What you can expect

During the procedure

Heart transplant surgery is an open heart surgery that takes several hours. If you've had previous heart surgeries, the surgery is more complicated and will take longer. You'll receive medication that causes you to sleep (general anesthesia) before the procedure. Your surgeons will connect you to a heart-lung bypass machine to keep oxygen-rich blood flowing throughout your body.

In this procedure, your surgeon will make an incision in your chest. Your surgeon will separate your chest bone and open your rib cage so that he or she can operate on your heart.

Your surgeon then removes the diseased heart and sews the donor heart into place. He or she then attaches the major blood vessels to the donor heart. The new heart often starts beating when blood flow is restored. Sometimes an electric shock is needed to make the donor heart beat properly.

You'll be given medication to help with pain after the surgery. You'll also have a ventilator to help you breathe and tubes in your chest to drain fluids from around your lungs and heart. After surgery, you'll also receive fluids and medications through intravenous (IV) tubes.

After the procedure

After you've had surgery to place your donor heart, you'll stay in the intensive care unit (ICU). You'll generally be moved to a regular hospital room after a few days in the ICU, and you'll usually remain in the hospital for a week or two. The amount of time you'll spend in the ICU and in the hospital can vary.

After you leave the hospital, you'll be closely monitored at your outpatient transplant center by your transplant team. Due to the frequency and intensity of the monitoring, many people stay close by the transplant center for the first three months. Afterward, the follow-up visits are less frequent, and it's easier to travel back and forth for follow-up visits.

You'll also be monitored for any signs or symptoms of rejection, such as shortness of breath, fever, fatigue, not urinating as much or weight gain. It's important to let your transplant team know if you notice any signs or symptoms of rejection or infection.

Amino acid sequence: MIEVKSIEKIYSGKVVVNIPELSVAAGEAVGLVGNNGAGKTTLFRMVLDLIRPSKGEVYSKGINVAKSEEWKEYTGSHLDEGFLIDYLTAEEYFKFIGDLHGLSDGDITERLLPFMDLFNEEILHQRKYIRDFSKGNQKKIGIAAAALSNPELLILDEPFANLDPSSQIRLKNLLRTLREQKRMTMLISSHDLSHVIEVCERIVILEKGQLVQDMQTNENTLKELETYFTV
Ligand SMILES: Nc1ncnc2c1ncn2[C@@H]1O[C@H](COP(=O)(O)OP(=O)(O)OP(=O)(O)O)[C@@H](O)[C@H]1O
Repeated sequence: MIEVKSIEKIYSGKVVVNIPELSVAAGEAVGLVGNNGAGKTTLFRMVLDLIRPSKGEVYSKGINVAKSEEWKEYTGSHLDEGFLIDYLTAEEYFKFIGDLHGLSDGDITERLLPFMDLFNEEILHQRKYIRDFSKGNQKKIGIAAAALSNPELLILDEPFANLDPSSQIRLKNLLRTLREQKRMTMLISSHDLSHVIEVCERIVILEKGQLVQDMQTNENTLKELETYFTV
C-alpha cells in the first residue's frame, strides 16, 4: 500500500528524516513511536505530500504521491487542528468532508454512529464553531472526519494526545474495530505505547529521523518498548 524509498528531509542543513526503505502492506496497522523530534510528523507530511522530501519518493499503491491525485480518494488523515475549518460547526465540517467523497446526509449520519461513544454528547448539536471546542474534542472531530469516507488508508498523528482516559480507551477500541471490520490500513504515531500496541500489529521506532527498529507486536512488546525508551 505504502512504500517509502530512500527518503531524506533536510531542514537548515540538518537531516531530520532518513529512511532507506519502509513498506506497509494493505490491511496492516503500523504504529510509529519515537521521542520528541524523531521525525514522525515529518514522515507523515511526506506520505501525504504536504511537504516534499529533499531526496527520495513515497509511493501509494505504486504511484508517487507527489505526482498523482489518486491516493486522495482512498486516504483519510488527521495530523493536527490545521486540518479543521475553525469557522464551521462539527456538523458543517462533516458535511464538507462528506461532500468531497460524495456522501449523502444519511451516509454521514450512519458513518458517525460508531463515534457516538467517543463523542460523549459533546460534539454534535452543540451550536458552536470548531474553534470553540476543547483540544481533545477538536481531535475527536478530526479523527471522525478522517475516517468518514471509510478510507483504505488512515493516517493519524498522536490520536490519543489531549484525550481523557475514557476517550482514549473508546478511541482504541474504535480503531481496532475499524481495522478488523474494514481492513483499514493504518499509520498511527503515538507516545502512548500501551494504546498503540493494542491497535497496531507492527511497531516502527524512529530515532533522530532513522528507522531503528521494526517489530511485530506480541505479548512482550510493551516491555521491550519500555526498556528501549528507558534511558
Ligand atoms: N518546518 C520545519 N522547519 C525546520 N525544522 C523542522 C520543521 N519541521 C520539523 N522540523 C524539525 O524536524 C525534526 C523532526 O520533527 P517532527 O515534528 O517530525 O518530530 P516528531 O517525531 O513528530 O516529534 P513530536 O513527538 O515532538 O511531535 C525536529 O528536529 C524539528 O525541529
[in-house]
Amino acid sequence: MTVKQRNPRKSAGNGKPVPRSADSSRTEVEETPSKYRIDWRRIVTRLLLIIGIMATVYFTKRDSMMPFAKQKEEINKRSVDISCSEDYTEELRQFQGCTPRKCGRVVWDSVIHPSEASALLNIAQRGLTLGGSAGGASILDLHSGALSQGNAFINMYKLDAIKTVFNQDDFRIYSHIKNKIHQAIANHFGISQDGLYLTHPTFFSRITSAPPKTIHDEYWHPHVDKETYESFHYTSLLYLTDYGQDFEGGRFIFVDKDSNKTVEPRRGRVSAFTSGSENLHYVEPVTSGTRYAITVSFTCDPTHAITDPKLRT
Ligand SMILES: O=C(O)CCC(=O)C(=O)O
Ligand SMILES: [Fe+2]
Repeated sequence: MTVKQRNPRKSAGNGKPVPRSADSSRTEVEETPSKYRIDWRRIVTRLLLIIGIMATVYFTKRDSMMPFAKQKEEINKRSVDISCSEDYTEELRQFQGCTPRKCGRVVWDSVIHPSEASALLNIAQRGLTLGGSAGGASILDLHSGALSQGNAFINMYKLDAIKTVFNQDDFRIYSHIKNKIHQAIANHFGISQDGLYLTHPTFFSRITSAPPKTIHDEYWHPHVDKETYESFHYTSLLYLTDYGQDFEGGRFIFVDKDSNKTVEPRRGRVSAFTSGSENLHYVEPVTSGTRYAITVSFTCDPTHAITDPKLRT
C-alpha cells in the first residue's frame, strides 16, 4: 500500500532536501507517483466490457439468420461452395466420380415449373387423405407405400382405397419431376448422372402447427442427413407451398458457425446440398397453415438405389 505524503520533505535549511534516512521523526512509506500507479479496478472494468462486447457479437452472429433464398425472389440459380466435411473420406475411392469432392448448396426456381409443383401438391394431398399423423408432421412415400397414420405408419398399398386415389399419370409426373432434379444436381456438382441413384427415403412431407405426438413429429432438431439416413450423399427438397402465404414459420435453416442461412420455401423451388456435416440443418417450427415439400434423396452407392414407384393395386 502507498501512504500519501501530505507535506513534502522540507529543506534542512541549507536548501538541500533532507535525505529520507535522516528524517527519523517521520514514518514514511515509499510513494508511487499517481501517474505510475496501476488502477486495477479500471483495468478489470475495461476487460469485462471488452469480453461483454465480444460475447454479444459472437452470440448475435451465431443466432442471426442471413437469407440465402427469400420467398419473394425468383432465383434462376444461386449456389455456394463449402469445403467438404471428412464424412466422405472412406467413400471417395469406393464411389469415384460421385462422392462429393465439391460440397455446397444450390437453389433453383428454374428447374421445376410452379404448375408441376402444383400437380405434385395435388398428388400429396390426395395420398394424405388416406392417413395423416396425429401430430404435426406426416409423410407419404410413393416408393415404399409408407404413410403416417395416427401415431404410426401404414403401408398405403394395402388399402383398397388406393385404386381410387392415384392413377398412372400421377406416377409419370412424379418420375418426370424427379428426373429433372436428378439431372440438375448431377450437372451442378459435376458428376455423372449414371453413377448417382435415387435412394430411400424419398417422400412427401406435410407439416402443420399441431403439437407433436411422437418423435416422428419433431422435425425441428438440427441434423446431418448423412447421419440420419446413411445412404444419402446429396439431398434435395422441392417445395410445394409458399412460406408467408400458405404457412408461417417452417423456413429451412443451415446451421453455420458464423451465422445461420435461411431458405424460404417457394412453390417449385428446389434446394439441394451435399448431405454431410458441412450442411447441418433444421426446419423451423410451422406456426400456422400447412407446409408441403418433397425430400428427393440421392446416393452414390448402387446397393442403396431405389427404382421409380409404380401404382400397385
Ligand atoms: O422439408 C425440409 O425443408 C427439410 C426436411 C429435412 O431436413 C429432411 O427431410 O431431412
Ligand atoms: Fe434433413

After your heart transplant, you'll have several follow-up appointments at the transplant center. You'll have regular tests, including blood work, echocardiograms, electrocardiograms and heart biopsies.

To determine whether your body is rejecting the new heart, you'll have frequent heart biopsies in the first few months after heart transplantation, when rejection is most likely to occur. The frequency of necessary biopsies decreases over time.

During a heart biopsy, a doctor inserts a tube into a vein in your neck or groin and directs it to your heart. A doctor runs a biopsy device through the tube to remove a tiny sample of heart tissue, which is examined in a lab.

You'll need to make several long-term adjustments after you've had your heart transplant. These include:

  • Taking immunosuppressants. These medications decrease the activity of your immune system to prevent it from attacking your donated heart. Because your immune system will most likely never completely accept the new organ, you'll take some of these medications for the rest of your life.

    Immunosuppressant medications may cause noticeable side effects. For example, when taking post-transplant drugs such as corticosteroids, your face may become round and full, and you may gain weight, develop acne or facial hair, or experience stomach problems. Some side effects of immunosuppressant drugs may be more noticeable when you first start the drugs, but they may decrease in severity over time.

    Because immunosuppressants make your body more vulnerable to infection, your doctor may also prescribe antibacterial, antiviral and antifungal medications.

    Some immunosuppressants could also worsen conditions — or raise your risk of developing conditions — such as high blood pressure, high cholesterol, cancer, osteoporosis or diabetes.

    Over time as the risk of rejection is reduced, the doses and number of anti-rejection drugs can be reduced, but you'll need some immunosuppressant medications indefinitely.

  • Managing medications, therapies and a lifelong care plan. After a heart transplant, taking all your medications as your doctor instructs and following a lifelong care plan is important.

    Your doctor may give you specific instructions regarding lifestyle guidelines, such as wearing sunscreen, not using tobacco products, exercising, eating a healthy diet and being careful to lower your risk of infection in daily life.

    Follow all of your doctor's instructions, see your doctor regularly for follow-up appointments, and let your doctor know if you have any signs or symptoms of complications.

    It's a good idea to set up a daily routine for taking your medications so that you won't forget. Keep a list of all your medications with you at all times in case you need emergency medical attention, and tell all your doctors what you take each time you're prescribed a new medicine.

  • Cardiac rehabilitation. Cardiac rehabilitation programs incorporate exercise and education to help you improve your health and recover after a heart transplant. Staff members trained in cardiac rehabilitation may help you adjust to healthy lifestyle changes — such as regular exercise and a heart-healthy diet — after your transplant.

    Your transplant team may also suggest that you begin a cardiac rehabilitation program prior to your transplant to improve your health.

  • Emotional support. Your new medical therapies and the stress of having a heart transplant may make you feel overwhelmed. Many people who have had a heart transplant feel this way.

    Talk to your doctor if you're feeling stressed or overwhelmed. Transplant centers often have support groups and other resources to help you manage your condition.